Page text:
the company most hated by Linux fans is quite possibly … no, not Microsoft, but Red Hat. I often hear longtime Linux enthusiasts say things like “Red Hat has betrayed Linux” and “Red Hat wants to be the next Microsoft.”
If you look closely, its not hard to see why so much ire is tossed on Red Hat. Late last year, Red Hats CEO, Matthew Szulik, said that for home users today, Windows is probably “the right product line.” Thats sure to win the hearts and minds of Linux fans right there.
Then, Red Hat decided to kill off its low-end Linux distribution: Red Hat Linux. You would have thought from all the screaming in some Linux circles that Red Hat was proposing dog food be made from kittens. Some Linux fans even said Red Hat is on its way to becoming a proprietary software company.
Red Hats corporate enemies and, in one case, a purported partner—Sun—are jumping on this last point It isnt true, of course. Red Hat is still an open-source company.
What is true, though, is that Red Hat mishandled the affair. Red Hat 9 had a life span of just over a year with its April 2003 release date and its end of support on April 30, 2004. Business customers, who usually expect to get at least three years of work out of an operating system, were as mad as wet hens to find their support disappearing from underneath them. Indeed, theres been enough outrage that several integrators including at least one mid-major Linux vendor—Progeny—are making a business of supporting Red Hat 9 customers.
The release of Fedora, Red Hats free and cutting-edge Linux distribution, doesnt appear to have been enough for some of these users.
Of course, what Red Hat really wanted was to have its commercial customers switch to Red Hat Enterprise Linux (RHEL). Some Linux fans were outraged because they felt they were being forced to upgrade.
Rant, rave, rant, rave … theres a lot of hate out there aimed at Red Hat.
But you know what? Theres nothing new about this. As early as 1999, I was writing stories about people who hated Red Hat for the same general reasons, which boil down to the fact that Red Hat is getting too big for its breeches. Heck, the ill-fated UnitedLinux consortium was in many ways an attempt by other Linux powers to take Red Hat down a peg.
Now, this isnt to say that Red Hat hasnt made mistakes. Both the timing and delivery of its message concerning the end of life for Red Hat 9 were awful. It placed many of its customers in the awkward position of having to upgrade before they were ready. It left others, including yours truly, completely bamboozled as to whether Red Hat would even continue to have a desktop distribution. As it happens, Red Hat is offering a Linux desktop, but there never should have been any doubt.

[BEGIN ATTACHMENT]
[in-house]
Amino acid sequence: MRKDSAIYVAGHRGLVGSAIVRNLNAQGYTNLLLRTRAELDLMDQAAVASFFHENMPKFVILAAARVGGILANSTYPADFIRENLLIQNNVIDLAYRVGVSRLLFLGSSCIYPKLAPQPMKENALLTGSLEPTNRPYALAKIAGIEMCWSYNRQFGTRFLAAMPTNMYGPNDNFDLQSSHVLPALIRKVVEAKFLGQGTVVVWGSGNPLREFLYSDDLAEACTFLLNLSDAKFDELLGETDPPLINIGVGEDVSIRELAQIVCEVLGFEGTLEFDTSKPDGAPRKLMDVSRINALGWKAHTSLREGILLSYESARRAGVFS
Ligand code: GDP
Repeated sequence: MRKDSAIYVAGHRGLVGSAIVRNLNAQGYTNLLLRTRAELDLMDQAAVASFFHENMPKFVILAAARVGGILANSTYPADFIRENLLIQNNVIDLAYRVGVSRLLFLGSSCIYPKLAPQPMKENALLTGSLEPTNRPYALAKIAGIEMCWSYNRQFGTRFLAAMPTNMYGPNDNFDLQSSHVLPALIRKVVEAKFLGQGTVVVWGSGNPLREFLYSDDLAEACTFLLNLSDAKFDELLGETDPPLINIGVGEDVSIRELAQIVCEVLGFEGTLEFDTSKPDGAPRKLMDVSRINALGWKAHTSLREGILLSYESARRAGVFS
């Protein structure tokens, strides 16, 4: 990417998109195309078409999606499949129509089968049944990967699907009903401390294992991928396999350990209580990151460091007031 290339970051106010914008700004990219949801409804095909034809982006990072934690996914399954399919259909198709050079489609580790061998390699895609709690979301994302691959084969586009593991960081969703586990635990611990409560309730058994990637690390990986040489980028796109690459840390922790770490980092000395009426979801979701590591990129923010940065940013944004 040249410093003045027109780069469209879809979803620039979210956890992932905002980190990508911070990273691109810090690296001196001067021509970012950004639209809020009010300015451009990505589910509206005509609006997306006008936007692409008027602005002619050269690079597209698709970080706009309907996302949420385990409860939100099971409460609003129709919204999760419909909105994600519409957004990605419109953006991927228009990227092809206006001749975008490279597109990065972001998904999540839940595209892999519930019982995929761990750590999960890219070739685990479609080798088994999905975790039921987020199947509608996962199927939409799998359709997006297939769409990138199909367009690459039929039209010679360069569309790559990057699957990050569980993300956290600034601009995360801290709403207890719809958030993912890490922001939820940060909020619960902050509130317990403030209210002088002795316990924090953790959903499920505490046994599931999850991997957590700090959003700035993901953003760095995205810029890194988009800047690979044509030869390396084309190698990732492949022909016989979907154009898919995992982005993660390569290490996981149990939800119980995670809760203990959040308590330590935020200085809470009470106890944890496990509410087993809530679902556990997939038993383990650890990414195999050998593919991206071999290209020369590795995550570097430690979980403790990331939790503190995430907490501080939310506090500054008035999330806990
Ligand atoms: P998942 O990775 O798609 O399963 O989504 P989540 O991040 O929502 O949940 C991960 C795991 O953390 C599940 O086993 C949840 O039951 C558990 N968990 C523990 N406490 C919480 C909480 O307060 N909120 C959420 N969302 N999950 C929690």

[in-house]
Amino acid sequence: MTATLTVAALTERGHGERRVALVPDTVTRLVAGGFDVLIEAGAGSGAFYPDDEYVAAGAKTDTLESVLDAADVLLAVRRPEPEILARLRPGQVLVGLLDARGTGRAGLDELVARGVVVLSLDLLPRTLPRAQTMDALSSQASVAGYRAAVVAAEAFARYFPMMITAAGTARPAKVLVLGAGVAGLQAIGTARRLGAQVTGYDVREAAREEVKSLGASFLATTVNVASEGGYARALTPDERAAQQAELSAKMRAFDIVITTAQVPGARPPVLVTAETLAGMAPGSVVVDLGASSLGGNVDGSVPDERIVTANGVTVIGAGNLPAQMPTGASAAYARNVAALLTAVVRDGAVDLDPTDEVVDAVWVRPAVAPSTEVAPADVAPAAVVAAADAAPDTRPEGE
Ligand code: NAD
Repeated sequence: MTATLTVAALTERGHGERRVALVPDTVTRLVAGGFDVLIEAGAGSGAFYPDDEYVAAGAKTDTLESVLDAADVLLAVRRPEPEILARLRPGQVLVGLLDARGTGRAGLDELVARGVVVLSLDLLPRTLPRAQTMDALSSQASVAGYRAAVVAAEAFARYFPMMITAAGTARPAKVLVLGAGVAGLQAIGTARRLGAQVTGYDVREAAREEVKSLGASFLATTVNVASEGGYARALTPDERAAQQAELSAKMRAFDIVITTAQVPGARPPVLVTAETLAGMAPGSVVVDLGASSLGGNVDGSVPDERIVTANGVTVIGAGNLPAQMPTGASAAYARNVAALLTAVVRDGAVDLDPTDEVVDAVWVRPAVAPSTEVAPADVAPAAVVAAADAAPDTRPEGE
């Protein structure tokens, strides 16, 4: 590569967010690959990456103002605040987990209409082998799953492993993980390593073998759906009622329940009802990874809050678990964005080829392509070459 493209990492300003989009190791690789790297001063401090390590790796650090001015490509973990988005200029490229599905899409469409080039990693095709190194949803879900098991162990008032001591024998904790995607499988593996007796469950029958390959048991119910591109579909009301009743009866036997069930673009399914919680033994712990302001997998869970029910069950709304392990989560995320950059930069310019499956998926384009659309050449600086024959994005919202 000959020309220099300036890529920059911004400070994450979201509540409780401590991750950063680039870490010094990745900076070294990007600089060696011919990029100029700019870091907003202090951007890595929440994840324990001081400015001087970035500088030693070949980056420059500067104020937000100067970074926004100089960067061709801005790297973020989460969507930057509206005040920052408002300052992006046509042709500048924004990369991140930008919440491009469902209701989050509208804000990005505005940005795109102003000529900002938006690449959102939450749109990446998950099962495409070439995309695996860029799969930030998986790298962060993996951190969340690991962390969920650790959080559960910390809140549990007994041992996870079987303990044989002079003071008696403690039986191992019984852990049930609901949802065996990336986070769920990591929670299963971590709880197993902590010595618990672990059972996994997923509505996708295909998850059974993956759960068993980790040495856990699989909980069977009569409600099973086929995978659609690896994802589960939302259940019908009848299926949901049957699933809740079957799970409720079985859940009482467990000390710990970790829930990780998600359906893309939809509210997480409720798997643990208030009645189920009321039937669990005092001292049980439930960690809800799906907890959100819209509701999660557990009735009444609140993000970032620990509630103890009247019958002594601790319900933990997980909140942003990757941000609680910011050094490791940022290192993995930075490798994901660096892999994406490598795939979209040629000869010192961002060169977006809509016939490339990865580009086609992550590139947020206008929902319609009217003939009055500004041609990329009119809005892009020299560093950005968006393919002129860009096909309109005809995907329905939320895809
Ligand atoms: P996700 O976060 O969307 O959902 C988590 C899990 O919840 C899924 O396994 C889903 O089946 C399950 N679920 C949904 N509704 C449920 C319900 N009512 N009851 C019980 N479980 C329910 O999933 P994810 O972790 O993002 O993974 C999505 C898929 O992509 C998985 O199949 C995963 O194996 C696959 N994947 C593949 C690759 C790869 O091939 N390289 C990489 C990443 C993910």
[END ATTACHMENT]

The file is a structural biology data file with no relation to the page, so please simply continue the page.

Nevertheless, the move itself was one that Red Hat had to make. For better or worse, Red Hat has decided that it wants its Linux distribution to be a high-end, profitable business distribution. Given that, the Raleigh, N.C., company had no choice but to leave Red Hat 9 behind so that it would no longer have two competing lines.
You know what? Its been a successful move. Red Hats last quarter was its best ever. Why? In large part, it was because RHEL sales increased by 87,000 during the quarter while RHEL renewal rates remained at about 90 percent. Red Hat is a profitable Linux company, and its getting more profitable.
Perhaps thats the real reason why Sun has been so grumpy with Red Hat. Sun is much bigger, but its been declining, in large part due to competition from Linux in the server market, while Red Hat has been growing.
And maybe too thats the real problem some Linux fans have with Red Hat. The company has always been about open source and profits. To these fans, the idea that Linux is becoming mainstream, that their darling, iconoclastic operating system is no longer just for rebels, is abhorrent. For these vocal, malcontent users, Red Hat is the poster child of Linuxs commercial success.
These users will likely always hate Red Hat, but you know what? Get over it. For those of us who want a solid Linux that will be successful in the enterprise, Red Hat—blunders and all—is doing just fine.
eWEEK.com Linux & Open Source Center Editor Steven J. Vaughan-Nichols has been using and writing about operating systems since the late 80s and thinks he may just have learned something about them along the way.
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